From a purely business perspective, there are some things we believe we've done very well. There are other things that we have never tried to do.
While we have built a successful business with a great national reputation, we have never pursued effective ways to maximize the revenue it generates. Instead, we have balanced our personal preferences with generating "enough" income.
To understand how and why we have historically operated at less-than-optimal revenue, it may be helpful to understand a bit about the history of the B&B.
A Brief History of "The Beach House: A Bed & Breakfast by the Sea"
We became B&B owners largely by accident. When we were building the High Dunes House in 1994, we had the misfortune to engage a dishonest builder. Our original plan was to build a second home to enjoy with family and friends. Because of the actions of the builder, costs were substantially more than the price for which we had contracted. It became necessary that the house help pay for itself. Because of our involvement in getting the house finished, and because of the care we took in finishing and furnishing the house, we were unwilling to use the house as a rental property. It was important to us that we be "on site" to ensure that the house and furnishings were treated properly. We became B&B owners simply because it was the only way we could envision the house could generate significant revenue while remaining under our close supervision.
At the time, I was professor (at Georgia Tech in Atlanta) and Carol was director of an EAP program (at Tanner Medical Center in Carrollton, GA). Carol had built that program into a such a success that she was no longer able to focus on the "people part" of the job she enjoyed. Instead, she found herself doing administrative work and sitting in meetings with vice presidents. One day, she woke up with a new clarity: her goal was to create a situation in which "I never have to wear panty hose again".
This combination of circumstances led us to abruptly start the new B&B business. We started it from scratch and with little preparation. Neither Carol nor I had any useful background in business. In retrospect, our lack of experience was probably for the best. Why? Because it permitted us to start a new business without realizing that we were breaking every "rule of thumb" in the book. Had we known the things we "should" have known, we would have been too scared to do it. As it was, our ignorance allowed us to construct a dream and then make it real.
Our goal was not chiefly about making a profit. Rather, the primary goal was to have the property largely pay for itself. It soon did this, with revenues quickly reaching into six figures. For the first several years, I continued my work at Georgia Tech and commuted to the beach every weekend, and Carol ran the business by herself, with only occasional cleaning help. We not only closed for much of the winter, we also periodically closed down from time to time to enjoy the beach at our leisure. In the late 1990's, we purchased the other two parcels and began designing the house we would build on one of them. I left Georgia Tech and took a position closer to the coast so that I could live at the beach full-time. We built the Breezeway House in 2001-2002. With greater private living space for ourselves and two guest suites, income grew to the $140,000-$150,000 range. The mode of operation continued as before. We were not profit-oriented. Instead, we sought to provide our guests with an exceptional beach experience while keeping operations at a scale that permitted a simple family-based operation.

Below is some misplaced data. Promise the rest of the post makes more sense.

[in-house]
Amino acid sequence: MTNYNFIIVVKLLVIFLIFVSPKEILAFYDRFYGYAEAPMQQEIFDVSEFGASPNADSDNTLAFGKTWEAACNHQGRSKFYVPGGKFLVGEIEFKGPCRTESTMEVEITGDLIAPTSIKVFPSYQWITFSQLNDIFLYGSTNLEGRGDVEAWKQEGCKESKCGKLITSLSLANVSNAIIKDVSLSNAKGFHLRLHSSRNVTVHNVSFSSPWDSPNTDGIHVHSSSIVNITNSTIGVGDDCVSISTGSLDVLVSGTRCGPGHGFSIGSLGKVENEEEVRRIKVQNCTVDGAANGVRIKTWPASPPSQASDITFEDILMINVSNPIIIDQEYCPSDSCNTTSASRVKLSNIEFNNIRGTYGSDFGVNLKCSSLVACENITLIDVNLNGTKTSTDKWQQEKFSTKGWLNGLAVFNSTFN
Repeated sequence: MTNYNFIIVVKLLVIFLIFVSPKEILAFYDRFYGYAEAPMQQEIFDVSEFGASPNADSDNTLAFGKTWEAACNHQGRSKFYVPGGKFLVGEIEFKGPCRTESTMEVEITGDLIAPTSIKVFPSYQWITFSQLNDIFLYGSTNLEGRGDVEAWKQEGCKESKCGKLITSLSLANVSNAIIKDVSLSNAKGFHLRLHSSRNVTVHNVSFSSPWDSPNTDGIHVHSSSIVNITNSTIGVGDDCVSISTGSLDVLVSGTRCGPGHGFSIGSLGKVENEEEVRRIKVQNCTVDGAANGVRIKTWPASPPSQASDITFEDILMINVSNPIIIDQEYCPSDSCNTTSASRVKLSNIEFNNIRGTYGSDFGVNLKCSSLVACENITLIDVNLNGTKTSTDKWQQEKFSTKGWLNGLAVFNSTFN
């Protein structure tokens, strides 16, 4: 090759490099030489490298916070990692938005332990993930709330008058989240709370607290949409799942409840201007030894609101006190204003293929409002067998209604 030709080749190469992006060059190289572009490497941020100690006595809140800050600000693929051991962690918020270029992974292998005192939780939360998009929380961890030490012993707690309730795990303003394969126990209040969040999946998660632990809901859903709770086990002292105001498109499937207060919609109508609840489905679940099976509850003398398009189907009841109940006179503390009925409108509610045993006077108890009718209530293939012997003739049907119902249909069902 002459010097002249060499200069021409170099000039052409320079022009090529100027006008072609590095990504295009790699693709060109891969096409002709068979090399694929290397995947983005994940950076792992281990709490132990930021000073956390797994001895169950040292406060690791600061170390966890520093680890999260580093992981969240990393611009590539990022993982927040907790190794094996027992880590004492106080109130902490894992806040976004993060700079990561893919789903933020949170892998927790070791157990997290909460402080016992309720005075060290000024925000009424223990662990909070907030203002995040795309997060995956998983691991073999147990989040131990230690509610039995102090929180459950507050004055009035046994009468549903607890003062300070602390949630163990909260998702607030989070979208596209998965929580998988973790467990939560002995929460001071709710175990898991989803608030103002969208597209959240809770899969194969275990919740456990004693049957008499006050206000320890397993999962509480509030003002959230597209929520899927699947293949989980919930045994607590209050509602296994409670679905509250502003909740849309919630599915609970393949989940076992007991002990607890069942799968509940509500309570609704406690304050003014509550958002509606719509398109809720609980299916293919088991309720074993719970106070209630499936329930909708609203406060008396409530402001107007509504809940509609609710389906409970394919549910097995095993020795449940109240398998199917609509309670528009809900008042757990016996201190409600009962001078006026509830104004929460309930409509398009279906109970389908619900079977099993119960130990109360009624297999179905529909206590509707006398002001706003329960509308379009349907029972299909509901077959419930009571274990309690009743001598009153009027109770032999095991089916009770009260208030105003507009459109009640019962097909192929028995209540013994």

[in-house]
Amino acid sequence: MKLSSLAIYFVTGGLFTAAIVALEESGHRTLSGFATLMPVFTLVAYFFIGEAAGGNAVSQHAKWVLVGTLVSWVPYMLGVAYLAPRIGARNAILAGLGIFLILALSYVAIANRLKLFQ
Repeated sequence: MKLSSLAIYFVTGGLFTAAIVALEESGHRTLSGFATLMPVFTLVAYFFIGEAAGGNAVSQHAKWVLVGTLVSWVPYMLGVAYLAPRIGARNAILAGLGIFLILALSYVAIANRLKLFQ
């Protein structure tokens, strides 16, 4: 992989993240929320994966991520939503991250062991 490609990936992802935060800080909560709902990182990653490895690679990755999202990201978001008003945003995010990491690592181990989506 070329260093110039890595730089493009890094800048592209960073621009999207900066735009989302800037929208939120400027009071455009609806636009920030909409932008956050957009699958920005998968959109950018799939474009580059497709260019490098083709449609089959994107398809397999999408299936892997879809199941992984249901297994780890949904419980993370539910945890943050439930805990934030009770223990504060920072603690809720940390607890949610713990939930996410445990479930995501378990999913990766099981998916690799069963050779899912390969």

I decided to take a break from my career, and gave up my salary in late-2004. For 2004 and 2005, we made some very minor changes in our practices in order to increase revenue. These minor tweaks were successful, and revenues increased to the $170,000-$180,000 range, just as we expected. In 2006 we sought for the first time to increase revenue significantly. We did this by changing how we implemented one of our long-standing policies. We had always had a stated policy of a "three night minimum stay". We knew this policy inhibited income in two ways: it caused us to lose business from many (most?) couples who only have only enough time for a two-night stay, and it also caused a pattern of occupancy in which each room was booked for only 6 nights (two 3-night stays) during a 7-night week. For 2006, we maintained the "3 night minuimum stay" policy (especially for peak-season weekends) but we were more flexible about making last-minute exceptions. This single change instantly produced more improvement than we had anticipated. We had expected income to rise to the $230,000 range. In reality, income instantly rose to nearly $270,000.
While this one adjustment in our standard practices produced a tremendous increase in revenue, we still have other long-standing practices which inhibit income remain unchanged. We summarize what else we do that limits the B&B's income on the page, Information for Investors and Prospective B&B Owners
If you want to stop by and view the property, you are welcome to visit...
Please understand that we cannot accommodate unplanned drop-in visits.
Introduction to The Beach Compound